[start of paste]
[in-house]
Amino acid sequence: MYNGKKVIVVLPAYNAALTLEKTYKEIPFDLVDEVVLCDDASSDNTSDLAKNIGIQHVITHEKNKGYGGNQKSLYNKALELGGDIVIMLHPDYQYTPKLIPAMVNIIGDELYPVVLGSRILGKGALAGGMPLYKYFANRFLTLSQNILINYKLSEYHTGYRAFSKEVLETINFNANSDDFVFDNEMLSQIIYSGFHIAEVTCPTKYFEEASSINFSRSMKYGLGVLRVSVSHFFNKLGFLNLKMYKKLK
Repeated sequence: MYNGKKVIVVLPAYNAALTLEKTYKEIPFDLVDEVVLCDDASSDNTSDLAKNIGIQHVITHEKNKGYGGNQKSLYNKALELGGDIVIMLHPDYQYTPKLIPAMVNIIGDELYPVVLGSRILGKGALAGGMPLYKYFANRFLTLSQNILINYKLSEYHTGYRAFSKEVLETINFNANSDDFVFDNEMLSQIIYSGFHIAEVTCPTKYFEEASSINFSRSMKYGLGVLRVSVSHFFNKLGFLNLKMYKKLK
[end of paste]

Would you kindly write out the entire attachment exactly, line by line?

[in-house]
Amino acid sequence: MYNGKKVIVVLPAYNAALTLEKTYKEIPFDLVDEVVLCDDASSDNTSDLAKNIGIQHVITHEKNKGYGGNQKSLYNKALELGGDIVIMLHPDYQYTPKLIPAMVNIIGDELYPVVLGSRILGKGALAGGMPLYKYFANRFLTLSQNILINYKLSEYHTGYRAFSKEVLETINFNANSDDFVFDNEMLSQIIYSGFHIAEVTCPTKYFEEASSINFSRSMKYGLGVLRVSVSHFFNKLGFLNLKMYKKLK
Repeated sequence: MYNGKKVIVVLPAYNAALTLEKTYKEIPFDLVDEVVLCDDASSDNTSDLAKNIGIQHVITHEKNKGYGGNQKSLYNKALELGGDIVIMLHPDYQYTPKLIPAMVNIIGDELYPVVLGSRILGKGALAGGMPLYKYFANRFLTLSQNILINYKLSEYHTGYRAFSKEVLETINFNANSDDFVFDNEMLSQIIYSGFHIAEVTCPTKYFEEASSINFSRSMKYGLGVLRVSVSHFFNKLGFLNLKMYKKLK